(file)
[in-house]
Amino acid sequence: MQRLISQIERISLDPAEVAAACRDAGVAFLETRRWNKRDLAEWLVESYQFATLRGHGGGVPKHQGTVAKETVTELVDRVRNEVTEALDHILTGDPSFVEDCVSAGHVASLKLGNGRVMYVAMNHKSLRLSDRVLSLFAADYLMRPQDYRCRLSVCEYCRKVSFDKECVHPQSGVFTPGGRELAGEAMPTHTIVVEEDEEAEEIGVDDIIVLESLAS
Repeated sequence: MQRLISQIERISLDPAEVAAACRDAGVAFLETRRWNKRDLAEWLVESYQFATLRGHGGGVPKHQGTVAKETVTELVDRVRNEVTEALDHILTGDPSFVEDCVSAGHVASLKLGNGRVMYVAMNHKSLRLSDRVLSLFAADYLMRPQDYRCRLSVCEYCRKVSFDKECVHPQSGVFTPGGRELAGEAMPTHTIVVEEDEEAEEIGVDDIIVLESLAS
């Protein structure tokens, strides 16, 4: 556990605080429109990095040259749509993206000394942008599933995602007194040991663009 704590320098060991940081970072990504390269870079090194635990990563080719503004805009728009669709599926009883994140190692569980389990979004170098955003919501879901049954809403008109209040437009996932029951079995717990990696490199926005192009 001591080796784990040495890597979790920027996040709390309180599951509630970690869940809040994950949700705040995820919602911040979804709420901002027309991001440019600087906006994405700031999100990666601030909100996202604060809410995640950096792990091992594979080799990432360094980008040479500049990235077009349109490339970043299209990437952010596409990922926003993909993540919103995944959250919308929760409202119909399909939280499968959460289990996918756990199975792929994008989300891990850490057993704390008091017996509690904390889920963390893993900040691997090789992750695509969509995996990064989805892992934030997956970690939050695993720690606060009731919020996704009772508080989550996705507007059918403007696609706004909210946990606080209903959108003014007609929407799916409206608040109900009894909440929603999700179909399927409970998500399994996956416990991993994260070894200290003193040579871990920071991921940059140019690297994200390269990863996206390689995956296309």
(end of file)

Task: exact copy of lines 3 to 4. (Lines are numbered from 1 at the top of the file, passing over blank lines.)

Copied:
Repeated sequence: MQRLISQIERISLDPAEVAAACRDAGVAFLETRRWNKRDLAEWLVESYQFATLRGHGGGVPKHQGTVAKETVTELVDRVRNEVTEALDHILTGDPSFVEDCVSAGHVASLKLGNGRVMYVAMNHKSLRLSDRVLSLFAADYLMRPQDYRCRLSVCEYCRKVSFDKECVHPQSGVFTPGGRELAGEAMPTHTIVVEEDEEAEEIGVDDIIVLESLAS
């Protein structure tokens, strides 16, 4: 556990605080429109990095040259749509993206000394942008599933995602007194040991663009 704590320098060991940081970072990504390269870079090194635990990563080719503004805009728009669709599926009883994140190692569980389990979004170098955003919501879901049954809403008109209040437009996932029951079995717990990696490199926005192009 001591080796784990040495890597979790920027996040709390309180599951509630970690869940809040994950949700705040995820919602911040979804709420901002027309991001440019600087906006994405700031999100990666601030909100996202604060809410995640950096792990091992594979080799990432360094980008040479500049990235077009349109490339970043299209990437952010596409990922926003993909993540919103995944959250919308929760409202119909399909939280499968959460289990996918756990199975792929994008989300891990850490057993704390008091017996509690904390889920963390893993900040691997090789992750695509969509995996990064989805892992934030997956970690939050695993720690606060009731919020996704009772508080989550996705507007059918403007696609706004909210946990606080209903959108003014007609929407799916409206608040109900009894909440929603999700179909399927409970998500399994996956416990991993994260070894200290003193040579871990920071991921940059140019690297994200390269990863996206390689995956296309």